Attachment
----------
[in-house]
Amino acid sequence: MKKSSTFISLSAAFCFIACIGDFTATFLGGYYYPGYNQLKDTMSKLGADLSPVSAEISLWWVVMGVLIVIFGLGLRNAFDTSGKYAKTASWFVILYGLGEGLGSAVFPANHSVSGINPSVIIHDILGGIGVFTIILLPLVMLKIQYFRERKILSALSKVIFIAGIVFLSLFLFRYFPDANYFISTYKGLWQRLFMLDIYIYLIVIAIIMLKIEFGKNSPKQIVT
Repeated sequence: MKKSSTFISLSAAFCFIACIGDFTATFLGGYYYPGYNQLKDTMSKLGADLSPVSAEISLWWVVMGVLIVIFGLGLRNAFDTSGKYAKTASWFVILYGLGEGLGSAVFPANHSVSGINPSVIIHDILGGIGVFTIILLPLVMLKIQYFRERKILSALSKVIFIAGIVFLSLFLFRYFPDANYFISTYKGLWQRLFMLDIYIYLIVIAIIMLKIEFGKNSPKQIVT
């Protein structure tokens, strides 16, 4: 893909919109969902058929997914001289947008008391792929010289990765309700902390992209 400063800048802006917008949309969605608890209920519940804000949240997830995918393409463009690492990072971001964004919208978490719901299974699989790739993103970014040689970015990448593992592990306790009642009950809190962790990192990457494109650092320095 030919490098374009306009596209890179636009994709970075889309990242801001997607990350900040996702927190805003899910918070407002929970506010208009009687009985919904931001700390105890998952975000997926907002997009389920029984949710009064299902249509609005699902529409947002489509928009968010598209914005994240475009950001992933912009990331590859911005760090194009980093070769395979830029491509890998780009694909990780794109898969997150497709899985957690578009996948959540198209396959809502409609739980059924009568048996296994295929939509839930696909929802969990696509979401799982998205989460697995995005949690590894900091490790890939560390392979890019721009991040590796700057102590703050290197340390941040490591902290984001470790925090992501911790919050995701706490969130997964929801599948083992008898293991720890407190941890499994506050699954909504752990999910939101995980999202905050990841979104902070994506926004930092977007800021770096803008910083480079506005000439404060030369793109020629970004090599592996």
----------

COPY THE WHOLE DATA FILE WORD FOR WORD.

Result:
[in-house]
Amino acid sequence: MKKSSTFISLSAAFCFIACIGDFTATFLGGYYYPGYNQLKDTMSKLGADLSPVSAEISLWWVVMGVLIVIFGLGLRNAFDTSGKYAKTASWFVILYGLGEGLGSAVFPANHSVSGINPSVIIHDILGGIGVFTIILLPLVMLKIQYFRERKILSALSKVIFIAGIVFLSLFLFRYFPDANYFISTYKGLWQRLFMLDIYIYLIVIAIIMLKIEFGKNSPKQIVT
Repeated sequence: MKKSSTFISLSAAFCFIACIGDFTATFLGGYYYPGYNQLKDTMSKLGADLSPVSAEISLWWVVMGVLIVIFGLGLRNAFDTSGKYAKTASWFVILYGLGEGLGSAVFPANHSVSGINPSVIIHDILGGIGVFTIILLPLVMLKIQYFRERKILSALSKVIFIAGIVFLSLFLFRYFPDANYFISTYKGLWQRLFMLDIYIYLIVIAIIMLKIEFGKNSPKQIVT
């Protein structure tokens, strides 16, 4: 893909919109969902058929997914001289947008008391792929010289990765309700902390992209 400063800048802006917008949309969605608890209920519940804000949240997830995918393409463009690492990072971001964004919208978490719901299974699989790739993103970014040689970015990448593992592990306790009642009950809190962790990192990457494109650092320095 030919490098374009306009596209890179636009994709970075889309990242801001997607990350900040996702927190805003899910918070407002929970506010208009009687009985919904931001700390105890998952975000997926907002997009389920029984949710009064299902249509609005699902529409947002489509928009968010598209914005994240475009950001992933912009990331590859911005760090194009980093070769395979830029491509890998780009694909990780794109898969997150497709899985957690578009996948959540198209396959809502409609739980059924009568048996296994295929939509839930696909929802969990696509979401799982998205989460697995995005949690590894900091490790890939560390392979890019721009991040590796700057102590703050290197340390941040490591902290984001470790925090992501911790919050995701706490969130997964929801599948083992008898293991720890407190941890499994506050699954909504752990999910939101995980999202905050990841979104902070994506926004930092977007800021770096803008910083480079506005000439404060030369793109020629970004090599592996």